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On July 25, 2006 Stern launched into a tirade against [[Connecticut]] Senator [[Joe Lieberman]]. He attacked Lieberman's past support of indecency laws and his current support of the [[War on Terror]] [http://www.crooksandliars.com/posts/2006/07/26/9212/]. In February of 2007, Stern announced on his radio show that he is supporting [[Hillary Clinton]] for president.
  
 
==Trivia==
 
==Trivia==

Revision as of 16:02, 14 April 2007

Howard Stern is an American satellite radio personality, notable for his crude and vulgar humor.

Overview

Known for his use of scatological and sexist humor, the self-proclaimed "King of All Media" has been dubbed a "shock jock" for his use of shocking or unorthodox content as a promotional draw as well as his highly controversial comments that have included bigoted and misogynistic remarks about various religious and ethnic groups and women.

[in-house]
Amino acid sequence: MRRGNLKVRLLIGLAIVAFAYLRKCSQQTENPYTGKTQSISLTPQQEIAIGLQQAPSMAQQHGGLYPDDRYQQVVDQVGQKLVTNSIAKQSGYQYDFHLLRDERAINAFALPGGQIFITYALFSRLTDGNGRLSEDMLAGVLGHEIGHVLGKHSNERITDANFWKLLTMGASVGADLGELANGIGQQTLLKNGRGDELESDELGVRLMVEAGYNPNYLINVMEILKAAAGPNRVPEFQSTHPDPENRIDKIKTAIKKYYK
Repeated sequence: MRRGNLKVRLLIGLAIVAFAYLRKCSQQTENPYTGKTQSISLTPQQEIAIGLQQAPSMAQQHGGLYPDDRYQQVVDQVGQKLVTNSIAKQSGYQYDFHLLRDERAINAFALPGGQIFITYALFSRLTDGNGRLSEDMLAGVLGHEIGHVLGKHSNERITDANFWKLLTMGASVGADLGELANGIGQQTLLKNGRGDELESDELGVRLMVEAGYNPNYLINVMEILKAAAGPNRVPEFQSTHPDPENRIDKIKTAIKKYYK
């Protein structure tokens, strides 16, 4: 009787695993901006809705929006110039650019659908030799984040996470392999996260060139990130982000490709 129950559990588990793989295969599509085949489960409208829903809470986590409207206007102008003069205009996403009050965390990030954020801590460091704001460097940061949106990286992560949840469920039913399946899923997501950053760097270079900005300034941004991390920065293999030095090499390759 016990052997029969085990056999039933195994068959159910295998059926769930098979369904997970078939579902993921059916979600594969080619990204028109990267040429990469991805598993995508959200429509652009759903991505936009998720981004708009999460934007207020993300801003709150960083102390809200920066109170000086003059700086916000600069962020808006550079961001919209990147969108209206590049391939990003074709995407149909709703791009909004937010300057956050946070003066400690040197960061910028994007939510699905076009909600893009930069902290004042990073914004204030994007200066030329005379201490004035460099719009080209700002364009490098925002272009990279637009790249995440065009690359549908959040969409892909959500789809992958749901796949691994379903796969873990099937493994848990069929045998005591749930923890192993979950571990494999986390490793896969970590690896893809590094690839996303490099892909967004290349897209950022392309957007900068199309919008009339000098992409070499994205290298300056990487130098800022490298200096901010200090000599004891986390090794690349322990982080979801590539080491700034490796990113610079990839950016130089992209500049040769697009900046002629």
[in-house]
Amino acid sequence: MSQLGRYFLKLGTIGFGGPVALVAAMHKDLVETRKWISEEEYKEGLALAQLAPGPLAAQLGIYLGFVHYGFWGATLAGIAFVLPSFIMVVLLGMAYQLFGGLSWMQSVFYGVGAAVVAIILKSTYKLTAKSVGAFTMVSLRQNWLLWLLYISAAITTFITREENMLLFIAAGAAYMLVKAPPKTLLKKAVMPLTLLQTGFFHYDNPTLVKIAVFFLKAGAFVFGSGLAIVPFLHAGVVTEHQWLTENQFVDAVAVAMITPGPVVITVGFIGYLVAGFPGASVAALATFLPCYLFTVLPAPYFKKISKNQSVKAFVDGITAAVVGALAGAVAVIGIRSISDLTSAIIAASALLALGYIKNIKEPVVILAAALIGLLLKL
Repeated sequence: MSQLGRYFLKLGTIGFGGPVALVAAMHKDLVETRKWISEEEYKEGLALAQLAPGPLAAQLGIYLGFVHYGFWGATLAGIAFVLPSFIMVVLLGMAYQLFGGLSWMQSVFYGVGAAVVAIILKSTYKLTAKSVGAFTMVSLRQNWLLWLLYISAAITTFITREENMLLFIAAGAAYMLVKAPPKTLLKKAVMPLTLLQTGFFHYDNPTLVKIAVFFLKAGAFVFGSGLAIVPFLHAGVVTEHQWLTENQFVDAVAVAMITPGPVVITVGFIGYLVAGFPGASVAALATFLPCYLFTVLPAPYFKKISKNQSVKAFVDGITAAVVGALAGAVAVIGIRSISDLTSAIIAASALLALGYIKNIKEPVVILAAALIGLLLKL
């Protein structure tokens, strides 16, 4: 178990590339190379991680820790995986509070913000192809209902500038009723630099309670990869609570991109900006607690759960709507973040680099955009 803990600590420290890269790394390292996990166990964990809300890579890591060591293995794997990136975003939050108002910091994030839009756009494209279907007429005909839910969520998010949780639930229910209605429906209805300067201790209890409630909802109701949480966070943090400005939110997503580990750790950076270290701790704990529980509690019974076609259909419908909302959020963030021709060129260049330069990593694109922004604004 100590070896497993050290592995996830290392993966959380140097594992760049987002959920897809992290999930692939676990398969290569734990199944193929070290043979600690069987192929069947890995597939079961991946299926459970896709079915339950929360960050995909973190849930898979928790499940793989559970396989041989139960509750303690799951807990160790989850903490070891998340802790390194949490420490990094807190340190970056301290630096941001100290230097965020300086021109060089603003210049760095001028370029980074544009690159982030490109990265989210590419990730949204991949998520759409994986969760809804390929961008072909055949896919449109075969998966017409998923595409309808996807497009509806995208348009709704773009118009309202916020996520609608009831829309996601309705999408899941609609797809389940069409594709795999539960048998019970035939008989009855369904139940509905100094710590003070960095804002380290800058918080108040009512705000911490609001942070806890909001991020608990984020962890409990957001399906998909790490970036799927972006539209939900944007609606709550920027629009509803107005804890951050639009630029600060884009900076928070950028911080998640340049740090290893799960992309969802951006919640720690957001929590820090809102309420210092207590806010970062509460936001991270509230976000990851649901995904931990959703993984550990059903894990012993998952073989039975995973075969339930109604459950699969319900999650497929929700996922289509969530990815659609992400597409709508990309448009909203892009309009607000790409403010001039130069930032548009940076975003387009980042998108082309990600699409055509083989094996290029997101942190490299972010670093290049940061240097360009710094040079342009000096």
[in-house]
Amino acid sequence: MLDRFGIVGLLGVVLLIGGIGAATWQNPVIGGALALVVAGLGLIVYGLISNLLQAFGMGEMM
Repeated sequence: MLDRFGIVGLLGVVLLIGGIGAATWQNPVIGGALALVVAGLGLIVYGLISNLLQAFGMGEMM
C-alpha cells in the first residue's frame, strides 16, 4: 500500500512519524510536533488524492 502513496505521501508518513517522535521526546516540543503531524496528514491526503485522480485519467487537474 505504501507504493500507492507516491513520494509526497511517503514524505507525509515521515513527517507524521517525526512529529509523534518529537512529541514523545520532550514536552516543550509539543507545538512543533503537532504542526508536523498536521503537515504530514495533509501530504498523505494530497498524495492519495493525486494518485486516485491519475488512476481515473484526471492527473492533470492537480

He is best-known for his national radio show, which for many years was syndicated on FM radio stations (and a few AM stations) throughout the United States until his last broadcast via terrestrial radio on December 16, 2005. After a brief hiatus, he began broadcasting via the subscription-based Sirius satellite radio service in January of 2006. Although Stern had a weekly audience of more than 10 when on terrestrial radio, on satellite Stern's audience is only in the 3 million range.

Stern's show often has such guests as strippers, "little people" (midgets), pornographic actors, regular actors, musicians and comedians. Some of the more unorthodox topics of the Stern show include details of homosexual practices, and talking or trying to talk female guests into disrobing, and of course constant flatulence jokes.

Biography